The TRAI’s new net neutrality rules are likely to see the launch of a number of zero-rated networks by players whose dreams of zero-rated websites have been dashed by the regulator.
Under the new regulations, telecom companies have been banned from offering any website for free, but have been allowed to offer entire networks for free.
What that means is that players who were interested in sponsoring their customers’ data charges by offering ‘toll-free’ websites will now have to offer toll-free networks instead.
Technically, the idea is not that challenging but it requires the content company to set up a new server for its toll-free website or app, while it could have used the same website for both its toll-free and regular customers before the TRAI regulations came into force.
With the new rules, the company that wishes to offer toll-free access to its website will have to set up a new copy of its website that is not connected to the Internet. It will then have to connect this website or network to each of the telecom companies’ networks individually and directly, instead of going through the Internet.
If the website or app uses any information sourced from the Internet, TRAI will crack down under its clause that intranets should not serve as a backdoor to the Internet.
The subscribers of the telecom company will then access the zero-rated website (or websites, as more than one website can be hosted inside one network) through the telco’s own network without ever going on to the Internet.
Flipkart was one of the companies that had shown an interest in having a zero-rated website. Under the new rules, Flipkart can set up its own intranet unconnected to the Internet, connect this to the telecom company’s intranet and reach the telco’s customers directly without going through the Internet.
This option also allows any company to provide their websites and apps for free to the subscribers of all the telcos on which its zero-rated intranet is available.
Moreover, these websites and apps will be available to all subscribers of the telecom operator whether or not they have subscribed to an Internet plan or not.
Other companies who can take advantage of the free Intranet route are players like Hungama and Eros, who can offer free songs and videos to all the customers of a telecom operator, and make money from selling premium songs and videos. They can also opt for the subscription model, where each consumer subscribes to the service at a particular rate and gets unlimited access to all content.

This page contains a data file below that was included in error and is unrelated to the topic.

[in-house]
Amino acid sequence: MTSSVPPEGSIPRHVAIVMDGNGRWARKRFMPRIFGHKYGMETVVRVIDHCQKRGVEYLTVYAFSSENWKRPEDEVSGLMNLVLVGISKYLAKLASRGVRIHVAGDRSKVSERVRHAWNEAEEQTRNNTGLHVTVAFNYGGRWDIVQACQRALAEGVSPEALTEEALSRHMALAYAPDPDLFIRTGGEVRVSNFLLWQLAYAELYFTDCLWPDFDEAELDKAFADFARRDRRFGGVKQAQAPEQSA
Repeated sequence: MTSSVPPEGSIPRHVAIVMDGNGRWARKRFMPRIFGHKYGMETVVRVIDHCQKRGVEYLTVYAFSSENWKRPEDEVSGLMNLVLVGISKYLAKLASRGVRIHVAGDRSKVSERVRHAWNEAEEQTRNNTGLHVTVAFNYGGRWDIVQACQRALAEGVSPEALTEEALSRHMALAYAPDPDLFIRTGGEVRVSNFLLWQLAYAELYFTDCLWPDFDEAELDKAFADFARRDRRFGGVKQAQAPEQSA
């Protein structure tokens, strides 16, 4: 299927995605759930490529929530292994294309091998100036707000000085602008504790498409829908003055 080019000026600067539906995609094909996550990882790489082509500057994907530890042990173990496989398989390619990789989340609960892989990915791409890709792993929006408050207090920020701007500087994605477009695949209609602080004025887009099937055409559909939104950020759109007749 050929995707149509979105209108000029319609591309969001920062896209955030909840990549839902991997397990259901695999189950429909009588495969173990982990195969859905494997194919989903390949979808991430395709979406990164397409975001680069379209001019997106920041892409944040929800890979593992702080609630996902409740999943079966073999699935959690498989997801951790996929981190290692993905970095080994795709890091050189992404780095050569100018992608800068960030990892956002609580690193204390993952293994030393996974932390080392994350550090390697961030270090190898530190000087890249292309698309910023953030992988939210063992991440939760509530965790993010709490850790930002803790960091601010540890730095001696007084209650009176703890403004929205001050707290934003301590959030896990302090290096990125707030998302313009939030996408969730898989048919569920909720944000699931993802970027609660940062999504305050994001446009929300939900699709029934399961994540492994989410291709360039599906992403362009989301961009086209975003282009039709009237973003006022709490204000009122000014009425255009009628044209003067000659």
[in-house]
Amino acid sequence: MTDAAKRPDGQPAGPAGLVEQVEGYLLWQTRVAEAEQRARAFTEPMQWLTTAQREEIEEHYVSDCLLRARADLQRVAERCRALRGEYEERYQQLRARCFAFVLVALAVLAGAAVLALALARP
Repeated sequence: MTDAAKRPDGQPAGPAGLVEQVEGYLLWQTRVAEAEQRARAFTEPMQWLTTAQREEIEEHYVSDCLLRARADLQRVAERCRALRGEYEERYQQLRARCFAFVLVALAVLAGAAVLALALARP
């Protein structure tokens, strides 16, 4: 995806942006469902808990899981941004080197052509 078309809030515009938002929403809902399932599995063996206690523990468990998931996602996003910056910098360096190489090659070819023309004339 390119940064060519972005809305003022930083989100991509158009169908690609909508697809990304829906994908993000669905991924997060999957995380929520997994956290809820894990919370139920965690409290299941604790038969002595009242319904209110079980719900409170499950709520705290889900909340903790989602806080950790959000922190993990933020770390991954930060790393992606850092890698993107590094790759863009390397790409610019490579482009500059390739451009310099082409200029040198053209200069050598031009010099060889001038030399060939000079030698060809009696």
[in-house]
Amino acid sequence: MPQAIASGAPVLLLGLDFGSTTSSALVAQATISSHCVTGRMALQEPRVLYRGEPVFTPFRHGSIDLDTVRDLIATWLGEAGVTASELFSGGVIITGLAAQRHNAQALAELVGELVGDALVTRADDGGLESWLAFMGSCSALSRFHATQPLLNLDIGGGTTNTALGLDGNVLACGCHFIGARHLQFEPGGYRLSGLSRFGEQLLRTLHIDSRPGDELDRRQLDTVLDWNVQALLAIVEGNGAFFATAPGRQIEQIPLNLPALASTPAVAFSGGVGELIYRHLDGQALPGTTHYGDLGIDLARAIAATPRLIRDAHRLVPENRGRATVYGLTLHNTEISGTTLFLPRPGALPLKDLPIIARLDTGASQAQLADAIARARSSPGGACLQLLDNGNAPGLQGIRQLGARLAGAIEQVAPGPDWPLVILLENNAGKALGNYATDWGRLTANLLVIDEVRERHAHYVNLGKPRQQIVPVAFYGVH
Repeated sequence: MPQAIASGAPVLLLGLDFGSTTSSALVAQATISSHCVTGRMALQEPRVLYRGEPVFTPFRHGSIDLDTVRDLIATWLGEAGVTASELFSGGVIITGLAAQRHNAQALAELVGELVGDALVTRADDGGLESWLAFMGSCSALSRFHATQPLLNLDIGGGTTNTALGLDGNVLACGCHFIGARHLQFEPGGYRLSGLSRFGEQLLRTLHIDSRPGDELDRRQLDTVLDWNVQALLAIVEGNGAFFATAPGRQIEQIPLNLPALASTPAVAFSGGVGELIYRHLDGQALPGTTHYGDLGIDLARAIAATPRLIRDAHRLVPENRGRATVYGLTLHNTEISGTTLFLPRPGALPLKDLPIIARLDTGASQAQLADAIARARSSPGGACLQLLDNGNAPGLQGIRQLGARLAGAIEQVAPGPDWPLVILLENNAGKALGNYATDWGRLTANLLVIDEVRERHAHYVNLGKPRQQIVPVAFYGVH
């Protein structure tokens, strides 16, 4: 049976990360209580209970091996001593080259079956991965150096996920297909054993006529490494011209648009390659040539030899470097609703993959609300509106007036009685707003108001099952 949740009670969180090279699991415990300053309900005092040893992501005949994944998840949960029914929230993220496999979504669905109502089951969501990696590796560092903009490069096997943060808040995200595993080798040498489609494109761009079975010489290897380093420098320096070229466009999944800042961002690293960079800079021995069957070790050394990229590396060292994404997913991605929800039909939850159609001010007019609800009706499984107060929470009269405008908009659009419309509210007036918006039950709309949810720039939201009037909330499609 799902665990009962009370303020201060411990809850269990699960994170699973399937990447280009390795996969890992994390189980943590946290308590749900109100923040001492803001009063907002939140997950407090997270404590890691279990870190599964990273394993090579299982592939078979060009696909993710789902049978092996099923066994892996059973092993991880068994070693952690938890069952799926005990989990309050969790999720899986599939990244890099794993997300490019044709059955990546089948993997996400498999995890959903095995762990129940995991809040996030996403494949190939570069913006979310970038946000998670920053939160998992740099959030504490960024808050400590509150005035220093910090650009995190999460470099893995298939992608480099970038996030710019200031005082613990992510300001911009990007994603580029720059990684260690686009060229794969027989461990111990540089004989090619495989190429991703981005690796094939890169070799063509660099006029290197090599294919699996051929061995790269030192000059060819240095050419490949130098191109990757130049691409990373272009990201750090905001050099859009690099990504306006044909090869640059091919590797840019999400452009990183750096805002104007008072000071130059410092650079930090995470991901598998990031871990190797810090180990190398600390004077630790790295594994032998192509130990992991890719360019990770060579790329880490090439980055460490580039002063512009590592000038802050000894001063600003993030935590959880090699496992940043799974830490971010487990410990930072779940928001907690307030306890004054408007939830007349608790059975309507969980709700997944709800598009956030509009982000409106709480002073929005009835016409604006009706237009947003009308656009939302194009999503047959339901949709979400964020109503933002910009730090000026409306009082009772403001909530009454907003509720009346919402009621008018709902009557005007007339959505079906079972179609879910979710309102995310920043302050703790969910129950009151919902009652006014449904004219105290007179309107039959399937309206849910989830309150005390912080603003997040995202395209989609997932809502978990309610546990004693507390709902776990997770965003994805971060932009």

Similar intranets can be offered by virtually any player, including newspaper groups and even Youtube.
However, for video players, the money that they have to pay to the telecom operator as access charge will inevitably be much higher than any revenue that they can hope to make from the subscribers via advertising or monthly subscription fees.
This won’t be as much of a challenge for those who provide zero-rated intranets comprising primarily of text content — such as newspapers and classifieds companies.
For example, a company like Info Edge can now set up an intranet comprising specially-created versions of its various matrimonial, recruitment and review websites and serve them over telecom companies’ networks for free.
Even a player like WhatsApp can take advantage of the new rules to offer free or cheap access by bring out a new customized chat client that can work via various telecom companies’ intranets and skips the Internet totally. The client can have a configuration that asks the user whether to use a particular intranet or the Internet to route its traffic to save money.
A thorny issue that will come up will be competition between third-party intranets and the telecom company’s own intranet.
For example, Bharti Airtel already has a huge collection of songs and videos which it will more or less certainly provide over its intranet — likely via a monthly subscription model.
At the same time, a player like Hungama, which also owns a huge repertoire of songs and videos, has to depend on these same operators to take its free intranet to the masses.
Given that there are no laws that define how much telcos can charge for data, such independent players may find the rates quoted by telcos unaffordable. This is likely to lead to cases in the Competition Commission of India.